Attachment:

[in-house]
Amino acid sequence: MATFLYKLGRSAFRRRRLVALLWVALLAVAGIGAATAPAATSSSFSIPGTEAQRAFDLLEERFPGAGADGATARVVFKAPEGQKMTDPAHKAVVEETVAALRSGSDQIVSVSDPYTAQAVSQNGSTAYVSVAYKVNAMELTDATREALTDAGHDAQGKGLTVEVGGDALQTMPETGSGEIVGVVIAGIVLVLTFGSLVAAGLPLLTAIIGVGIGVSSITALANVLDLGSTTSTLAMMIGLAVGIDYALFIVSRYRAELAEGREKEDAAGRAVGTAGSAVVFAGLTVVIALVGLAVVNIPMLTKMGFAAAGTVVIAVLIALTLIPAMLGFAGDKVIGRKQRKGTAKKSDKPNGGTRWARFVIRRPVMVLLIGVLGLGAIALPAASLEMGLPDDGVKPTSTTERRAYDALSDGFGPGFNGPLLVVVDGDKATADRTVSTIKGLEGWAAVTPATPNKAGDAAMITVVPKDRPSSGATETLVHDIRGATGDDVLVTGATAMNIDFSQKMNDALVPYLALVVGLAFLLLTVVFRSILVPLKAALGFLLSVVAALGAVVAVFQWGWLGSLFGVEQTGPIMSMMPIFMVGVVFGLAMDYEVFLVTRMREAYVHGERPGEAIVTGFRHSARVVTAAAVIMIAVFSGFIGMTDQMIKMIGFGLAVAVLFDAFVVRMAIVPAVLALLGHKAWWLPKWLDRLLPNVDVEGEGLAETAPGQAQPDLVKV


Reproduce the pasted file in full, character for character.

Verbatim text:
[in-house]
Amino acid sequence: MATFLYKLGRSAFRRRRLVALLWVALLAVAGIGAATAPAATSSSFSIPGTEAQRAFDLLEERFPGAGADGATARVVFKAPEGQKMTDPAHKAVVEETVAALRSGSDQIVSVSDPYTAQAVSQNGSTAYVSVAYKVNAMELTDATREALTDAGHDAQGKGLTVEVGGDALQTMPETGSGEIVGVVIAGIVLVLTFGSLVAAGLPLLTAIIGVGIGVSSITALANVLDLGSTTSTLAMMIGLAVGIDYALFIVSRYRAELAEGREKEDAAGRAVGTAGSAVVFAGLTVVIALVGLAVVNIPMLTKMGFAAAGTVVIAVLIALTLIPAMLGFAGDKVIGRKQRKGTAKKSDKPNGGTRWARFVIRRPVMVLLIGVLGLGAIALPAASLEMGLPDDGVKPTSTTERRAYDALSDGFGPGFNGPLLVVVDGDKATADRTVSTIKGLEGWAAVTPATPNKAGDAAMITVVPKDRPSSGATETLVHDIRGATGDDVLVTGATAMNIDFSQKMNDALVPYLALVVGLAFLLLTVVFRSILVPLKAALGFLLSVVAALGAVVAVFQWGWLGSLFGVEQTGPIMSMMPIFMVGVVFGLAMDYEVFLVTRMREAYVHGERPGEAIVTGFRHSARVVTAAAVIMIAVFSGFIGMTDQMIKMIGFGLAVAVLFDAFVVRMAIVPAVLALLGHKAWWLPKWLDRLLPNVDVEGEGLAETAPGQAQPDLVKV